Today we have an oldie-goldie from Jason Lisle, the creationist astrophysicist who used to be employed by Answers in Genesis (AIG), ol’ Hambo’s online ministry.
For reasons which have never been explained, Jason left AIG a few years ago to go to the Institute for Creation Research (ICR), where he is now “Director of Physical Sciences.” Nevertheless, AIG sometimes re-prints his old essays, which is what they’ve done today. This one is titled Atheism: An Irrational Worldview.
We’ve written about a few of Jason’s essays on the same subject — for example: Jason Lisle: The Logic of Faith — but the one AIG has republished today was originally dated 10 October 2007. That was before your Curmudgeon started this humble blog, so what we’re seeing now may be the beginning of Jason’s exploration of this bizarre concept. Here are some excerpts, with bold font added by us:
By embracing materialism, the atheist has destroyed the possibility of knowledge, as well as science and technology.
That may be the most astonishing opening sentence we’ve ever encountered while exploring the fantasy-land of creationism. And Jason is just getting started. Sit back, dear reader. This is going to be fun. Then he says:
Materialistic atheism is one of the easiest worldviews to refute. A materialistic atheist believes that nature is all that there is. He believes that there is no transcendent God who oversees and maintains creation. Many atheists believe that their worldview is rational — and scientific. However, by embracing materialism, the atheist has destroyed the possibility of knowledge, as well as science and technology. In other words, if atheism were true, it would be impossible to prove anything!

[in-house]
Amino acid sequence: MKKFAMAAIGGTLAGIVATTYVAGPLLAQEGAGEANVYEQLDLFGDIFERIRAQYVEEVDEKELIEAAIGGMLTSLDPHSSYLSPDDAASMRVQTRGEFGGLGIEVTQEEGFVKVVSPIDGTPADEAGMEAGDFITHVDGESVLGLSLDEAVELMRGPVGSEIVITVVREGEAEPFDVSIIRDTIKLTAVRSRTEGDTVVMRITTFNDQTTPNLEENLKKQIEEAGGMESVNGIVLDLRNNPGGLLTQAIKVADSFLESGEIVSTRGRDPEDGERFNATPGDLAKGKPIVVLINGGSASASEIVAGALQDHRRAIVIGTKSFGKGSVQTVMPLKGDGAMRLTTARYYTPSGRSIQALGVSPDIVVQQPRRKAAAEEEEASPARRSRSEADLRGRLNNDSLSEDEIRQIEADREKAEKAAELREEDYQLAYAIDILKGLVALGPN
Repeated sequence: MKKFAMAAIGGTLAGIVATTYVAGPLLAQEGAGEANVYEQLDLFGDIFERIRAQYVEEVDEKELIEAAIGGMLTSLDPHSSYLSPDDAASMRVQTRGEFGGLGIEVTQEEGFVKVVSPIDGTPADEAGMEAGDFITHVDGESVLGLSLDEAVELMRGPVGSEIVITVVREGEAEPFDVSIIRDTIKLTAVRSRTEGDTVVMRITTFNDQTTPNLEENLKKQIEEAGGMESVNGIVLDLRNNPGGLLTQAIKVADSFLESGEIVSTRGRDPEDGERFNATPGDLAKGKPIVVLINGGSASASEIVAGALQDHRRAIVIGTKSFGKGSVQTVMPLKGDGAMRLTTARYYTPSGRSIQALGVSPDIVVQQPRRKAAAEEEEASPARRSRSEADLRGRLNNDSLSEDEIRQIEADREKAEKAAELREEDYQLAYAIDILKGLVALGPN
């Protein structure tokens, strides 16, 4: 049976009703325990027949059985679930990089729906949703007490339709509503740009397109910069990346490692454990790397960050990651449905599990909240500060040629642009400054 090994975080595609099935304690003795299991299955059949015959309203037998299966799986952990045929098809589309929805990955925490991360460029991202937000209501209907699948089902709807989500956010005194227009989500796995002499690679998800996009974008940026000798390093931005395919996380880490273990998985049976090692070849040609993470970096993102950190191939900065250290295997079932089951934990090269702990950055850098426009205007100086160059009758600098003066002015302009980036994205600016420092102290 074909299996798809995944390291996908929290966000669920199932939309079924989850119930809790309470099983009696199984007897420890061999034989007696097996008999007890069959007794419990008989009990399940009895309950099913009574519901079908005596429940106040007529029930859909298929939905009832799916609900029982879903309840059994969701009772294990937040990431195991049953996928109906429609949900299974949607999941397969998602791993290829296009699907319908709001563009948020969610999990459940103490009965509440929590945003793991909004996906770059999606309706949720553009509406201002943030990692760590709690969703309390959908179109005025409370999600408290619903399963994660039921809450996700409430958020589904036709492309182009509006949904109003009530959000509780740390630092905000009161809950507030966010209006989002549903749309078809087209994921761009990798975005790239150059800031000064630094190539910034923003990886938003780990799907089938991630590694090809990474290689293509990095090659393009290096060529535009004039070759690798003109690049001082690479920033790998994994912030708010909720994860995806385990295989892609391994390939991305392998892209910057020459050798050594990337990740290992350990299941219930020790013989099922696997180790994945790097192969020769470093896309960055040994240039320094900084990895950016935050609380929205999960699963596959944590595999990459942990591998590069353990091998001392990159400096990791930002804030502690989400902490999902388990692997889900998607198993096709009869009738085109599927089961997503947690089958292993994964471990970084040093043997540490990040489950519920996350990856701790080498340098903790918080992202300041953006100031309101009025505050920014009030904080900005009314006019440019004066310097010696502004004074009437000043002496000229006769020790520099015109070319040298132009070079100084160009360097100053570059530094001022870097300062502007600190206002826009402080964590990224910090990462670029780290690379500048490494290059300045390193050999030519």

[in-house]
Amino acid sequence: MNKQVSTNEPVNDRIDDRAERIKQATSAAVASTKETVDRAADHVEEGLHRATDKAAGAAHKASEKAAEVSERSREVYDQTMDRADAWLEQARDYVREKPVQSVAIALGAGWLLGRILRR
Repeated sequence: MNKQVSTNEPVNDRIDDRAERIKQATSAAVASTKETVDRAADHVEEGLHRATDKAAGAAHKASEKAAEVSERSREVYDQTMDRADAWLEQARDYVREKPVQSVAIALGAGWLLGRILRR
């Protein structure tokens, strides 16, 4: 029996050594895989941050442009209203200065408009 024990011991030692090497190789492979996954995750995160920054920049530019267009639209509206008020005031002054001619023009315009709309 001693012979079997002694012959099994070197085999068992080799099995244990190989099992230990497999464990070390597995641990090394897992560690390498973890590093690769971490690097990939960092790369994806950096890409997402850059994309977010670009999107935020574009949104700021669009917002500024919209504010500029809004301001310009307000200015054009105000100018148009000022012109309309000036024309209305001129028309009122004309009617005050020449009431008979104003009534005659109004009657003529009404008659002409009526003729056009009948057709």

At this point we should remind you of something we’ve often said before: This isn’t an atheist blog. Your Curmudgeon is easy to get along with, and we’re never troubled by anyone’s religion — as long as he doesn’t use it as a license to interfere with the rights of anyone else — and that certainly includes the right to conduct scientific research and to teach science. The National Center for Science Education has a list of Statements from Religious Organizations that support evolution. We have no problem with any of those. That probably makes your Curmudgeon a rarity in The Controversy between evolution and creationism, but we’re used that. Anyway, let’s read on to see what else Jason says:
Reasoning involves using the laws of logic. These include the law of non-contradiction which says that you can’t have A and not-A at the same time and in the same relationship. For example, the statement “My car is in the parking lot, and it is not the case that my car is in the parking lot” is necessarily false by the law of non-contradiction. Any rational person would accept this law. But why is this law true? Why should there be a law of non-contradiction, or for that matter, any laws of reasoning?
Why should there be any laws of reasoning? BWAHAHAHAHAHA! How could there not be? Jason continues:
The Christian can answer this question. For the Christian there is an absolute standard for reasoning; we are to pattern our thoughts after God’s. The laws of logic are a reflection of the way God thinks. The law of non-contradiction is not simply one person’s opinion of how we ought to think, rather it stems from God’s self-consistent nature. God cannot deny Himself (2 Timothy 2:13), and so, the way God upholds the universe will necessarily be non-contradictory.
Oh. That explains why the universe looks old, but creationists insist that it isn’t. Okay. Here’s more: